A lot of people are worried about losing their jobs to advanced automation, but robotics and artificial intelligence are likely to create a lot of new jobs, as well. Dmitri Artamonov, co-founder and CTO of Envel, foresees a future job market filled with blue-collar robot techs, white-collar automation consultants, and a lot of people “working less in the business and working more on the business.” Our latest Skye Learning video lays it out for you.
There’s been a lot of media buzz about artificial intelligence lately – but what exactly is AI? The answer is more complicated than you might think; there are actually four different types of AI, ranging from chess-playing computers to self-aware programs that can anticipate how you feel. Our latest Skye Learning video sorts it all out for you.
Imagine you arrive at work one day to find everyone in the office standing around and chattering loudly, while row after row of computer screens flash a ransom message. Someone quickly approaches and breathlessly informs you: “We’ve been hacked!”
As new technology enters the market, the buzz surrounding artificial intelligence (AI) continues to grow. From self-driving cars to digital assistants to natural language processors, AI is revolutionizing the modern technological landscape. Learn more about the evolution of AI in our latest infographic.
Rapid changes in technology are constantly making headlines—and they’re also making headaches for IT departments and company managers alike. Today’s managers face an increasing scarcity of trained personnel, a rise in security breaches, and a host of other IT problems, all competing for their attention. And doing nothing is definitely not an option: IT is no longer just a business enabler, it is a critical business driver, and businesses ignore the shifting IT landscape at their own peril.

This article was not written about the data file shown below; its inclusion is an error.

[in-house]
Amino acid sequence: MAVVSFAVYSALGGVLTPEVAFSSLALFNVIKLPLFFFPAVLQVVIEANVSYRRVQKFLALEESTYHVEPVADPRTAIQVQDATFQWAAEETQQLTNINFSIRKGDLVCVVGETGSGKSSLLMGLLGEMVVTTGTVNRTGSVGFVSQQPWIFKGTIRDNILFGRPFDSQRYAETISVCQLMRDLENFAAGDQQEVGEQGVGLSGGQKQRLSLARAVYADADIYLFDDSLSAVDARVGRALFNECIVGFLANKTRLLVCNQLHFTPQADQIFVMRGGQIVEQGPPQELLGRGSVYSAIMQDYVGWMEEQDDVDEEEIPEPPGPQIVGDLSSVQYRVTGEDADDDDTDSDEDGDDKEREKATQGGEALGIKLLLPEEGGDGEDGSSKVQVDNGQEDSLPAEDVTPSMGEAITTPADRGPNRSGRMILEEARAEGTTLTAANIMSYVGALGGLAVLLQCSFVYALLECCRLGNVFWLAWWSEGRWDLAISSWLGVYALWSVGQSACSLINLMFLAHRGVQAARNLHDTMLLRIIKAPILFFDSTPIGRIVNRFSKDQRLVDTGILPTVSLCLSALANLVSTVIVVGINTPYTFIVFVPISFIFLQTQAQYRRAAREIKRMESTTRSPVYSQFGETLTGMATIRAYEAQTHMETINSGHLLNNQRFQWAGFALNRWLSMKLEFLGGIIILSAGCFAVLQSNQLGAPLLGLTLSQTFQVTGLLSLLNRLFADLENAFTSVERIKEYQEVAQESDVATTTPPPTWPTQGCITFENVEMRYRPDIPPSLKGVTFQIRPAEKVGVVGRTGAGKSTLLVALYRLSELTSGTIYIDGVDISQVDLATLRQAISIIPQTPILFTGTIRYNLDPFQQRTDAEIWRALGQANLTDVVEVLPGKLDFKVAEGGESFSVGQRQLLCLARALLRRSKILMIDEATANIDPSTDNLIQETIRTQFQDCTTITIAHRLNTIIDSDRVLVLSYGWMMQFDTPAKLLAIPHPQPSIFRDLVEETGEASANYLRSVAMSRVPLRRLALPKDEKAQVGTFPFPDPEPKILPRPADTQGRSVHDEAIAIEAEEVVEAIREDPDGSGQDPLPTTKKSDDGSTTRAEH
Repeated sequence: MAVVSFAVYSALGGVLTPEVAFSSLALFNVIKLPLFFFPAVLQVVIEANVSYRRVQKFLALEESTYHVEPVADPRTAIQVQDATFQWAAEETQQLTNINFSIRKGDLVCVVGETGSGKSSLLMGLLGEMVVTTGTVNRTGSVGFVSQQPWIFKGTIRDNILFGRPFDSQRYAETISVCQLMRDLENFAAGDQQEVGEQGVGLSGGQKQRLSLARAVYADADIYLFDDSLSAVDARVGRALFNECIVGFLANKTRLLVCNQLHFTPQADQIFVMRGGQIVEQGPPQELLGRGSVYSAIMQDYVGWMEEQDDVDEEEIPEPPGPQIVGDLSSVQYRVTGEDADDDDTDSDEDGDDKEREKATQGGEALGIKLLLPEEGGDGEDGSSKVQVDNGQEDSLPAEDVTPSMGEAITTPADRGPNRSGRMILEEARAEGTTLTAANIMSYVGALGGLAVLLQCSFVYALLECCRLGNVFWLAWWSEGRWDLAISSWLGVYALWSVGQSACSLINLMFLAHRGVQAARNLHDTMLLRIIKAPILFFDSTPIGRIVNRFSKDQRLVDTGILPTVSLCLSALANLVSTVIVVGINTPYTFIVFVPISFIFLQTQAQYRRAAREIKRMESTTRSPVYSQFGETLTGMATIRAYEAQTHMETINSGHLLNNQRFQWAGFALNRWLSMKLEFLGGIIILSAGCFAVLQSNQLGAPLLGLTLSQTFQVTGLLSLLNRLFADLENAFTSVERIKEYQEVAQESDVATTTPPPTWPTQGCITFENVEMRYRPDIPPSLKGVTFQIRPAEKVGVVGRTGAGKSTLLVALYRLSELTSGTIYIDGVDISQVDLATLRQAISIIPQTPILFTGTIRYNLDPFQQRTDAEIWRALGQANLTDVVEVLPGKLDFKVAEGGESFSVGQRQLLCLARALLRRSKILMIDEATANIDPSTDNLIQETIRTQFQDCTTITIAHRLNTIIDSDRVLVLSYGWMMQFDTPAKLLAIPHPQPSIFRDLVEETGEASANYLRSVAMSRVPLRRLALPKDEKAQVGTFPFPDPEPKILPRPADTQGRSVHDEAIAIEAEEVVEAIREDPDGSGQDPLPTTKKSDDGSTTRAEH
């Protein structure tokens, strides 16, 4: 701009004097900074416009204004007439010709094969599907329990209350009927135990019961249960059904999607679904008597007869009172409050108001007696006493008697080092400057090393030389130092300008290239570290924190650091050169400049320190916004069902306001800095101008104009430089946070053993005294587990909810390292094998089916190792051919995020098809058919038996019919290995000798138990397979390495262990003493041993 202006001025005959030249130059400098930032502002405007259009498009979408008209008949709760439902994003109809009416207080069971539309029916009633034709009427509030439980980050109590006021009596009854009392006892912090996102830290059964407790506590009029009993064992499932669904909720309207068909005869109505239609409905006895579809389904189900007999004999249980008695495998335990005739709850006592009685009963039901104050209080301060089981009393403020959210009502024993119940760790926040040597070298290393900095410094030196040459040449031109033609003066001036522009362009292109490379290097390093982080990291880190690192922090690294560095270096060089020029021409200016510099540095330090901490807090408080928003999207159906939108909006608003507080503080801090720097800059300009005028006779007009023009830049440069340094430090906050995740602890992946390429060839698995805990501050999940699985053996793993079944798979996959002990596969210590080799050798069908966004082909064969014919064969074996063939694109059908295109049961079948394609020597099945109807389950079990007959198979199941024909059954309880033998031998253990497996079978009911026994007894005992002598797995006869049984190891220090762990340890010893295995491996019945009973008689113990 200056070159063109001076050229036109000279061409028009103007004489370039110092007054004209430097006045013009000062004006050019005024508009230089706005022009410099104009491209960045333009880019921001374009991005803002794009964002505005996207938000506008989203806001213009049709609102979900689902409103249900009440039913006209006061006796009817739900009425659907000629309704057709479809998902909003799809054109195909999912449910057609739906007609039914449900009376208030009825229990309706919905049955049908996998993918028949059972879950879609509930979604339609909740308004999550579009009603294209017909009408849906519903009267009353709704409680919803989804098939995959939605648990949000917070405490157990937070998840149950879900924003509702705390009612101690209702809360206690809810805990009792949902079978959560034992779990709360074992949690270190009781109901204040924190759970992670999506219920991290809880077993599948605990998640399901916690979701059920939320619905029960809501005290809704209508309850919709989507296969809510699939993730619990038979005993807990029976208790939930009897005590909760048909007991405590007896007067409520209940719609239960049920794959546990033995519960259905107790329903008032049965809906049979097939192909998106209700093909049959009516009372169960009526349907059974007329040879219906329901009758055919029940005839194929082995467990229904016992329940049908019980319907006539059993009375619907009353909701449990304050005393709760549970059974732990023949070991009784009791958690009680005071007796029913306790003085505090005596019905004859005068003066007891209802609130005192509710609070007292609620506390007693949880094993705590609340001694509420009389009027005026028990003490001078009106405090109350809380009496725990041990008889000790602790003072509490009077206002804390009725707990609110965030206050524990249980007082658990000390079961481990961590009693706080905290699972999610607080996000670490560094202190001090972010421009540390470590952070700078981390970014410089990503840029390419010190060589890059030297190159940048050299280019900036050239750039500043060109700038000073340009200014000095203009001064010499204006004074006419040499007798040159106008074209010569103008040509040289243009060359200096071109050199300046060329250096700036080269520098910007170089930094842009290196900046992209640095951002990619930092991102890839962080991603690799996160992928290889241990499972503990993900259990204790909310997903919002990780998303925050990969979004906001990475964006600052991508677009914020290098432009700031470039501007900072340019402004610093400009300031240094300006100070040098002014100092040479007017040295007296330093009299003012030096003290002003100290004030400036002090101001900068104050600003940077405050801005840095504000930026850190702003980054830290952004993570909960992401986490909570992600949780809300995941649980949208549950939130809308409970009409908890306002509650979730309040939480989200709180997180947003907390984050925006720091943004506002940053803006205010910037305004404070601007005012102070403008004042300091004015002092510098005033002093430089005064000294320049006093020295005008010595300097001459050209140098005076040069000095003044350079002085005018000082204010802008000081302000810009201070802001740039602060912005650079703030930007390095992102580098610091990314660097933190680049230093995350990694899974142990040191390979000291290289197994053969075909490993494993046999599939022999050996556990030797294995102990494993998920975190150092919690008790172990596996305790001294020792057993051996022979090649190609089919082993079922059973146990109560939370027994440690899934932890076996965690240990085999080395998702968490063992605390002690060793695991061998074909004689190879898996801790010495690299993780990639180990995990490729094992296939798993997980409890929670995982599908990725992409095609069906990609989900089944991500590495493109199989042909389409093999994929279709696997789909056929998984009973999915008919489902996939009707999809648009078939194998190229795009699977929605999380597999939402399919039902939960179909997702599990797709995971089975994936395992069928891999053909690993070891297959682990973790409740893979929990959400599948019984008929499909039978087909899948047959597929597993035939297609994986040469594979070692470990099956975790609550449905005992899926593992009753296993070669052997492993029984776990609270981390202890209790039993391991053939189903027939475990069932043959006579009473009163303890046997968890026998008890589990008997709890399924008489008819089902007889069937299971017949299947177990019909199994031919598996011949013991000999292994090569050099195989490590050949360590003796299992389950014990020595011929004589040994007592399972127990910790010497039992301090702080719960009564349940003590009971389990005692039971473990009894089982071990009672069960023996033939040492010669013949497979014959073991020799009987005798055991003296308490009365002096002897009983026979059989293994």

News headlines constantly remind us of the volume of cyberattacks targeting major retailers, banks, hospitals, and individuals like you and me. Some of these attacks involve a high level of complexity, but until recently most have been fairly basic—recycled from older malware and repurposed by attackers for different goals. That’s all starting to change now.
Big data is used all around us. The transportation industry uses it to capture real-time traffic data, while the banking industry uses it to monitor fraudulent transactions. Big data is complex, but its purpose is simple--to help analyze patterns and trends that play a role in daily life. Learn more about Big Data in our latest infographic.